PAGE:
International travel can still be a challenge, but Australians have a unique chance to see the best of London’s National Portrait Gallery at home this year. Unlikely bedfellows Winston Churchill, David Beckham, Princess Diana and the Bronte sisters are all part of Shakespeare at Winehousewhich opens this week at the National Portrait Gallery in Canberra.
Among the 80 portraits from the 16th century to the present day are photographs of a very young Kate Moss, Greta Garbo and Elizabeth Taylor, paintings by Ed Sheeran and Amy Winehouse, and a bronze “death” mask by the artist Tracey Emin; there is also the only known portrait of the bard and a portrait of Queen Elizabeth I from 1575. Works by artists such as David Hockney, Andy Warhol, Lucian Freud, Rubens, Rodin and Lord Snowdon are also on display.
The renowned pieces are here because the National Portrait Gallery in London is closed until next year, having its biggest refurbishment since it opened at its St Martin’s Place location in 1896.
Stephanie Carlton, conservator of international project frames at the National Portrait Gallery in London, came from the Netherlands with the exhibition, where it was on display at the Frieze Museum, before being shown in Korea. She grew up near Hanging Rock and began her career at the Art Gallery of Ballarat and has worked in the UK since 2003; his last gig was with the Royal Collection Trust, dealing with the art that hung in the homes of the Royal Family.
An artist herself, Carlton studied fine art with a major in painting and has now turned to ceramics. “At Ballarat, it was an opportunity to be closer to things, to participate in the staging of a collection, like an open world. I knew I wanted to be around art – paintings and frames, I love them and it’s endlessly fascinating.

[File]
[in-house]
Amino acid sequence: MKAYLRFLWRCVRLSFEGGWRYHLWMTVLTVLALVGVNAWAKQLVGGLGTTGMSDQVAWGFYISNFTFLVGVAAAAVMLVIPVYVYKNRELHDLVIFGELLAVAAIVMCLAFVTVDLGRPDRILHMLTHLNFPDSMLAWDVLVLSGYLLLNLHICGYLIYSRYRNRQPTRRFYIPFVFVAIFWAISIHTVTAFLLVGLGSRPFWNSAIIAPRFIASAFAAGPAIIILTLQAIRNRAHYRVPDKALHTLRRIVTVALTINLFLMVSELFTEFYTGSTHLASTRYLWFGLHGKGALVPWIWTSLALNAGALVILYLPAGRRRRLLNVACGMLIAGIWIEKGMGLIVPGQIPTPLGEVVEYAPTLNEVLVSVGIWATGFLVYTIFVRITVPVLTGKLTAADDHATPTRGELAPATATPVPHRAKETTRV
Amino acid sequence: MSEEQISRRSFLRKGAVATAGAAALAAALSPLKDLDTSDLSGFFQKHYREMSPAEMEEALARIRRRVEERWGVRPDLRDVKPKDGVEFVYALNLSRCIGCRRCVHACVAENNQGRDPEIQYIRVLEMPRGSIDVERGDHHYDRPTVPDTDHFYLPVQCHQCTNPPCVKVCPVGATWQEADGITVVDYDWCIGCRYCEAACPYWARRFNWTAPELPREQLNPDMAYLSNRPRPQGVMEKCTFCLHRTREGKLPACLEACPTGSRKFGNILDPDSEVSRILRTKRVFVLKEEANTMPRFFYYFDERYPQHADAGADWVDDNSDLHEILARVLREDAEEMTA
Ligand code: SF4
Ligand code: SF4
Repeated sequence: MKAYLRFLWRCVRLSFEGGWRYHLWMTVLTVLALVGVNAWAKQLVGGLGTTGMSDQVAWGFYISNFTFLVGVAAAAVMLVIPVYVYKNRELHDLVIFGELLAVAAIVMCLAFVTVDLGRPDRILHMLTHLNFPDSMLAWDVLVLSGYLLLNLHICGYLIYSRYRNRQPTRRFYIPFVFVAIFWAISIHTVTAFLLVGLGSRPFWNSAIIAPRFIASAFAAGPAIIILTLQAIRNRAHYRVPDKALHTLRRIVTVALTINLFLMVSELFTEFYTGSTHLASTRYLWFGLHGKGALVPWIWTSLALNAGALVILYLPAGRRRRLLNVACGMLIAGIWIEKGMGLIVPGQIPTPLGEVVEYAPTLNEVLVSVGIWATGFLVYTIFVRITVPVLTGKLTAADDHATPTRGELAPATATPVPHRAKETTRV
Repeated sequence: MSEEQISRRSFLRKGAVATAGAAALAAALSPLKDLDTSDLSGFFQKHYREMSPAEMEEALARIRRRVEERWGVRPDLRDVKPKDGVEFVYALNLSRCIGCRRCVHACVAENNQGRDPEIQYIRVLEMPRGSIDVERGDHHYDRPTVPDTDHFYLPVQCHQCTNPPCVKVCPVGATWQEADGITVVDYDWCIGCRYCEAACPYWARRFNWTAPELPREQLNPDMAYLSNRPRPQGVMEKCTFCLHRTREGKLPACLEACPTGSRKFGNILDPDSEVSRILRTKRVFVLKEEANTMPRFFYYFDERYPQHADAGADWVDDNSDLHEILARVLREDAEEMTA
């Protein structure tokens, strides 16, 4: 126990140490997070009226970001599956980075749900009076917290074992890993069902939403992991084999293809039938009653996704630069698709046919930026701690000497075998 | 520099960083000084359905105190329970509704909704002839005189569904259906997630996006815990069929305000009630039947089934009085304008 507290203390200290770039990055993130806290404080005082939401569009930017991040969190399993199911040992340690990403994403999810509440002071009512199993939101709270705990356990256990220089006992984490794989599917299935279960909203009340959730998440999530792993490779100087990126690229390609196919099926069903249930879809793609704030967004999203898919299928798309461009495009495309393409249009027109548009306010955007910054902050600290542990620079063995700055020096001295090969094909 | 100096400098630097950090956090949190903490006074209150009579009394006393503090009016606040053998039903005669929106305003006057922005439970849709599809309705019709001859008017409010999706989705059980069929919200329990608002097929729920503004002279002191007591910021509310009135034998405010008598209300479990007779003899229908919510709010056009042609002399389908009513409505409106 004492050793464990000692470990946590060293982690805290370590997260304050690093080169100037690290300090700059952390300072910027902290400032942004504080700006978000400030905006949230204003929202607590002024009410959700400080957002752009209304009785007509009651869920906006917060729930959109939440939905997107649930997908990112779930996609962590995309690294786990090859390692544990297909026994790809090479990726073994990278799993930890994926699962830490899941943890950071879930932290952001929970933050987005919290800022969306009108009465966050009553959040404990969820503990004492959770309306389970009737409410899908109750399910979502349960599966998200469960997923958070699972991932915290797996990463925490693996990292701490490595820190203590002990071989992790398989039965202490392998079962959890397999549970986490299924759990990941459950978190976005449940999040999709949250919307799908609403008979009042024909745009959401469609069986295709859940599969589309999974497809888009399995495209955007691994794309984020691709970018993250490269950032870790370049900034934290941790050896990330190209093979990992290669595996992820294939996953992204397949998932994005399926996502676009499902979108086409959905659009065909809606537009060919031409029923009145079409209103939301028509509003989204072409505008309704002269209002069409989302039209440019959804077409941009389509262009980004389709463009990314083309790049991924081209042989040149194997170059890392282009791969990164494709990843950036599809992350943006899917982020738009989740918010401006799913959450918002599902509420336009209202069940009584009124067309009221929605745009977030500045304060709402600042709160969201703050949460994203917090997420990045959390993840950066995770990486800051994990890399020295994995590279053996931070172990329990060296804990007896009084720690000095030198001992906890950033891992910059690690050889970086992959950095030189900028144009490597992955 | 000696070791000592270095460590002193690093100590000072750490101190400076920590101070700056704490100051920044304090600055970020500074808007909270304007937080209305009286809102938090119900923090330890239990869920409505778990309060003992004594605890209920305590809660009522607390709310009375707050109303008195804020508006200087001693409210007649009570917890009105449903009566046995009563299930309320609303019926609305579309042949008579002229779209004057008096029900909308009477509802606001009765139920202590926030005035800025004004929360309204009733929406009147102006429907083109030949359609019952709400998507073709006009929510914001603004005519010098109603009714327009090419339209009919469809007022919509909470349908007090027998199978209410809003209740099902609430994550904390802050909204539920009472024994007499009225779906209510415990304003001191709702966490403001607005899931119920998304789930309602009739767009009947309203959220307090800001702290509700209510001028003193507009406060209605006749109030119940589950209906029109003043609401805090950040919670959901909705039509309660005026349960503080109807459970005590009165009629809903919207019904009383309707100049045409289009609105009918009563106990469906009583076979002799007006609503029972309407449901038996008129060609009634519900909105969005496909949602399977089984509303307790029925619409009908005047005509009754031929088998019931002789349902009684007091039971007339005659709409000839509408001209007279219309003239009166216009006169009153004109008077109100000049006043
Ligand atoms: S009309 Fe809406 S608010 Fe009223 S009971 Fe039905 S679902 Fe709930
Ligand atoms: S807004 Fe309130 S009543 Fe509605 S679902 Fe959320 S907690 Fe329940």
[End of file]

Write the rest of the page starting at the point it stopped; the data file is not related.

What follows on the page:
As a courier – as she describes her role in this exhibition – she oversees all objects in transit, literally from the gallery or museum, onto the pallets to board the plane and then depart once they land. . Because there is wood and organic material in the frames, the works, like the people, had to spend two weeks in quarantine upon arrival. “We are always aware of their importance and their vulnerability, but we must also deal with them as a whole. Individual pieces may be larger [than others]. The duty of care is the same regardless,” says Carlton.
Divided into themes – fame, power, love and loss, identity, innovation and self-portraits – Shakespeare at Winehouse traces different approaches to portraiture and how the genre has been reinterpreted by artists across five centuries. A range of media, from sculpture and photography to works on paper and painting, are included. What Carlton describes as many “magic frames” are also of great historical significance.